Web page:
JCRC — “Amended bias crimes bill draws support, scorn”

Associated Press, March 26 2019

INDIANAPOLIS (AP and WPTA21) — Gov. Eric Holcomb says he supports a hate crimes proposal that doesn’t specifically list gender identity, age or gender among the protected traits he had supported to get Indiana off a list of five states without such a law.

After the Indiana House unexpectedly adopted hate crimes language Monday in an amended, unrelated bill, Holcomb said in a statement that he endorses the proposal, saying it “treats all people equally.”

The bias crimes language that was accepted on a voice vote mentions color, creed, disability, national origin, race, religion and sexual orientation, but doesn’t explicitly cover age, sex or gender identity.

“I support and appreciate the action taken by the House (Monday),” Holcomb said. “This measure covers all forms of bias crimes and treats all people equally. Now, we need to make sure we get to the finish line and move Indiana off the list of states without a bias crimes law.”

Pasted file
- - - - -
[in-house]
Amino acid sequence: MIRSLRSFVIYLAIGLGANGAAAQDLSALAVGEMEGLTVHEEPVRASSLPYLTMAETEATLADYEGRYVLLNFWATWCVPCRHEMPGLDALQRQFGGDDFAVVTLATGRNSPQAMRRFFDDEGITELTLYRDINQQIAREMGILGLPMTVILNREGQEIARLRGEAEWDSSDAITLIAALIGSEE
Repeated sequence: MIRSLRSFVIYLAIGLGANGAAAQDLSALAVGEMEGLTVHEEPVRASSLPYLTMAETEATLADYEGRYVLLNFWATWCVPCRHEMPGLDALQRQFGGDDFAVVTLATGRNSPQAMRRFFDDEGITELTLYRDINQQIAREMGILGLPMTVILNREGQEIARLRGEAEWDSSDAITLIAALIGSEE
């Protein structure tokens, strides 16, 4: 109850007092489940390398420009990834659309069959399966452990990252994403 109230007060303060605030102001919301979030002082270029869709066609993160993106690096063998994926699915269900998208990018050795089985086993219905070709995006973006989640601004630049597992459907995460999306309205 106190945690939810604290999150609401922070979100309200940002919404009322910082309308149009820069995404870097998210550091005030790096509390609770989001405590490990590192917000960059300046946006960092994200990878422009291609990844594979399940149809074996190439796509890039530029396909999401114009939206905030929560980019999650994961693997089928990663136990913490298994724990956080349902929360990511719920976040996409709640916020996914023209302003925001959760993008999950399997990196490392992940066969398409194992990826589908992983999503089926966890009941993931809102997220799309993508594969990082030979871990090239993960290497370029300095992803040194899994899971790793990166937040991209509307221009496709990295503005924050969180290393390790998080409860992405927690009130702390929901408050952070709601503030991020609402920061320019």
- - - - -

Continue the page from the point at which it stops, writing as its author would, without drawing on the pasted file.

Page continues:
The Democratic Party Monday evening criticized both the content of the amended bill and the way it was passed.

On Tuesday, the United Way, which has supported more robust legislation, said the amended legislation falls short.

A statement from Mindi Goodpaster, Vice President of Public Policy for United Way of Central Indiana, and David Sklar, Assistant Director of the Indianapolis Jewish Community Relations Council reads, in part:

Senate Bill 198 does NOT create the comprehensive legislation that Indiana needs and deserves in 2019, and it does NOT meet the standards that our campaign has consistently advocated for since the beginning of the legislative session… While we can continue to further amend this legislation, we simply cannot accept the explicit exclusion of characteristics such as sex and gender identity from Indiana’s bias crimes bill. There is still time for our lawmakers to get this right and pass comprehensive legislation that can be supported by a bipartisan majority of both chambers. 

A Senate committee passed a hate crimes bill in February, but the state Senate stripped out a list of specific protected traits.

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